"This government has claimed they have fought the war correctly, now this has become a lie, so they have to censor the news on the war," he said.
Soon after the government announced imposition of censorship the Free Media Movement (FMM) and the New York based Committee to Protect Journalists (CPJ) came out strongly against the move accusing the government of being anti democratic.
The CPJ while expressing dismay on the government's move says: "We believe that no democratically elected government should resort to such authoritarian tactics to suppress the news."
Meanwhile Government Censor and Information Director Ariya Rubesinghe, says the tightening of censorship has nothing to do with the elections and has been done purely on the grounds of national interest. According to Mr. Rubesinghe the censorship has been effective from June 1998 and was not something that came into effect last week.
The Defence Ministry in a statement issued on Wednesday, accused the media of distorting facts by saying a new censorship had been imposed. The ministry statement said, the 1998 gazette notification on the imposition of censorship in its Sinhala version failed to incorporate the words 'past military operations' while the English version left out the words 'present military operations.' It said, regulations published last week only rectified these two omissions.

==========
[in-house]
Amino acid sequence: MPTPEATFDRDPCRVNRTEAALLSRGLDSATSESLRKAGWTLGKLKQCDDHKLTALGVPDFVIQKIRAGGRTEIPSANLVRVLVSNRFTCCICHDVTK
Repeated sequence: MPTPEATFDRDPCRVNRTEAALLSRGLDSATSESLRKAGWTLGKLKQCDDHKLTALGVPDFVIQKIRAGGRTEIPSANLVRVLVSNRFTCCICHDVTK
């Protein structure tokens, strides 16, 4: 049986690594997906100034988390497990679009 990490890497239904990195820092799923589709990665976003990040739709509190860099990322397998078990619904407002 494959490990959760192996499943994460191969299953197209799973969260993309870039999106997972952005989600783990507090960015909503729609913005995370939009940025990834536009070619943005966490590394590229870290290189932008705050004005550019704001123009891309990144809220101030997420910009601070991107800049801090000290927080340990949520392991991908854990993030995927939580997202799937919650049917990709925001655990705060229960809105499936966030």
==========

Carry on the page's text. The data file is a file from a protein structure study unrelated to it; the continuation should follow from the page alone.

Journalists however say though censorship has been effective since last year it was never fully implemented. "Practically speaking there was no censorship. Last week the censor didn't call us up and ask us not to take some story but this week it happened," says Sunanda Deshapriya Editor of the Yukthiya.
Mr. Rubesinghe said that it was the discrepancies in the previous gazette notification that resulted in the ineffective implementation of the censorship. "Because of the missing words I couldn't do anything earlier, so it was amended."
Mr. Deshapriya said, in the short term people would become uninterested in national issues because they would not know what was happening. "They become onlookers and not participants." He said the long term impact was more fearful, because the government would become trapped within the war project.
FMM calls for lifting of censorshipThe Free Media Movement has called on the government to lift the censorship which it said was an infringement on the people's right to information.
It said in a statement:
"The FMM strongly condemns the censorship of war news, re-imposed by the Government on November 7 1999, as an act against democracy. By censoring war news, the people of this country are being thwarted from making an informed decision at the forthcoming Presidential election.
"The aim of the censorship appears to be to prevent the public being informed about the grave consequences of the separatists' attack on the security forces since November 1. It is an infringement on the people's right to information.
"During the five year spell of the present government, this is the fourth censorship imposed on the reporting of war news. The people of this country, who contribute billions of rupees in defence levy, towards the conduct of the war, have a right to know the truth. The censorship violates this fundamental right as well as the democratic right of the media to report the facts."